I always especially enjoy the contributions of our Carnival members from outside the United States. In Amber’s post at Strocel.com, Story of Cosmetics: Canadian Edition, she blogs about the situation in Canada – how in some ways it parallels the situation in the US, and yet how there are subtle differences. For example, Canadian cosmetic makers are required to list ingredients – “but not all of them.” Huh? So what good does that do? But Amber’s main message is one that is universal:
“But we must recognize that the beauty industry is trying to sell us stuff, just like any other industry that markets consumer goods. They want us to believe that we are flawed and need their stuff. If we aren’t concerned about the state of our skin or the shininess of our hair, we’re not going to shell out for products to fix them. Even initiatives like the Dove Movement are marketing campaigns aimed to make us feel favourable towards a certain brand.
My daughter Hannah is 5 years old. I don’t want her to feel that she needs to coat herself with stuff to be OK, and I especially don’t want the stuff she coats herself with to contain toxins. That’s why I want to see change in the cosmetics industry.”
I always see myself in Micaela’s (aka Mindful Momma’s) posts. Maybe it’s because we have kids around the same age, and while we are passionately committed to living sustainably, too often our lives intersect with the real world of Toys R Us and Pokemon.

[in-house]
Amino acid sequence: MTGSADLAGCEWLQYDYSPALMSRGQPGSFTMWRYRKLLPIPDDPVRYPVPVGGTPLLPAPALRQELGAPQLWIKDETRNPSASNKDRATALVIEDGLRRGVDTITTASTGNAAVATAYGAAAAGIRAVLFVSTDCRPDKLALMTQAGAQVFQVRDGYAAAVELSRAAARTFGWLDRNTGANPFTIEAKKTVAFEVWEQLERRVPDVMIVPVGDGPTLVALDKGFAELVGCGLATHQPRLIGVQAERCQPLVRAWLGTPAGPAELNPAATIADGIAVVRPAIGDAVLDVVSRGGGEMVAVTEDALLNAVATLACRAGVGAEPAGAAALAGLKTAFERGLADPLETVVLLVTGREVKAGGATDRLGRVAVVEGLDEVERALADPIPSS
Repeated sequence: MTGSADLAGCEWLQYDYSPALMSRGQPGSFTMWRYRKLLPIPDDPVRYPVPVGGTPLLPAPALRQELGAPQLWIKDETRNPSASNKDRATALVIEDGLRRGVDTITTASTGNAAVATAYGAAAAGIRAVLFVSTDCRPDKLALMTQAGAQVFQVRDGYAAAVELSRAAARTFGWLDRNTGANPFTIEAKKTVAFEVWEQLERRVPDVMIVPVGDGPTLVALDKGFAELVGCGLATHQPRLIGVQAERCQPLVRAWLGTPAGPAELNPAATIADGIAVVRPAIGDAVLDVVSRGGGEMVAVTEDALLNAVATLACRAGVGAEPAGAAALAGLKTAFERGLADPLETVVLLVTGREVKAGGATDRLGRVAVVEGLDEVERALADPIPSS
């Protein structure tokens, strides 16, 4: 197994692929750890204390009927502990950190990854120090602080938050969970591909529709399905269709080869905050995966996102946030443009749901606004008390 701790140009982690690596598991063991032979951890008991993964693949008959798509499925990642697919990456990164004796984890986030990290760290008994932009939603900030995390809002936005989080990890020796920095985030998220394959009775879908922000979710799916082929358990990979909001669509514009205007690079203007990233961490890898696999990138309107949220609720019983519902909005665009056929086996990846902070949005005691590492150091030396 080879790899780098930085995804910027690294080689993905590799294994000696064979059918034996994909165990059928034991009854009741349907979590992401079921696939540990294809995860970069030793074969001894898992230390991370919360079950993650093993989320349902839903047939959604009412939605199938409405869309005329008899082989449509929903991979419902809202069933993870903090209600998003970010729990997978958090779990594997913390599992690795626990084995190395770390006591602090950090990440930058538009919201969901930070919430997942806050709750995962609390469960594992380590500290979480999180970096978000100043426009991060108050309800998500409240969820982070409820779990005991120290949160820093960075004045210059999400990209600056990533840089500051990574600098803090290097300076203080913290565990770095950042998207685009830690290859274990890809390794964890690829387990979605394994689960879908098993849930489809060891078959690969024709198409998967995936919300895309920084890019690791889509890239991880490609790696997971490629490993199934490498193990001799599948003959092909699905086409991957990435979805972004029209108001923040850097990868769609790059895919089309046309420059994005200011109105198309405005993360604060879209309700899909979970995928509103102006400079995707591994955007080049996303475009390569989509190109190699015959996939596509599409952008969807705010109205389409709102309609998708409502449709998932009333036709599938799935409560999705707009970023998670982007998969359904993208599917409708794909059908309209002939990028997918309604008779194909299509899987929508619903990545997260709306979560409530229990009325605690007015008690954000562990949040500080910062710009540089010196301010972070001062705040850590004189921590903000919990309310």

In her post, “Maybe I Just Bought the Wrong Stuff,” Micaela blogs, “In The Story of Cosmetics, Annie Leonard comes out and says what a lot of us might be thinking when it comes to buying cosmetics and personal care products: “maybe it’s my fault…maybe I just bought the wrong thing”…meaning it’s our own damn fault for buying personal care products loaded with toxins and petroleum products…because we didn’t take the time to research the hell out of them before we went to the store.
I’m telling you – that is often how I feel. And it’s very frustrating.”
Frustrating? Lisa from Retro Housewife Goes Green goes even farther when she blogs, “I don’t know about you but I’m pissed off at the amount of work I have to do to keep myself and my family safe from cancer causing chemicals. We need to change the whole system and work together to demand safer cosmetics.”
I’m with Lisa – the whole system needs to change, and in my opinion, that includes regulation. But I’m not so sure the Safe Cosmetics Act is the answer. Check my post out here, where I blog about what I’ve learned in two years of following these issues – the things people inside the industry have told me – and my surprise and concern about the backlash opposition to the Safe Cosmetics Act that is being led by small, independent cosmetics makers.
Jennifer Taggert of The Smart Mama (and an attorney) voices her concern that the Safe Cosmetics Act may mean for small businesses. Jennifer has a unique take on this, and her full post is worth a close read. Here’s an excerpt:
“I bring the CPSIA up after watching The Story of Cosmetics because well intentioned legislation can go badly wrong.
That doesn’t mean that I don’t urge you to understand what it is you are buying. To adopt the precautionary principle in your purchasing decisions.
That doesn’t mean that I don’t think we should advocate for sensible legislation and regulations.
But that’s it – the legislation and/or regulations must be sensible. And that is hard to do. The devil is in the details. Overbroad legislation has unintended consequences and collateral damage.
As said by Supreme Court Justice Louis Brandeis:
The greatest dangers to liberty lurk in insidious encroachment by men of zeal, well-meaning but without understanding.”
What do you think?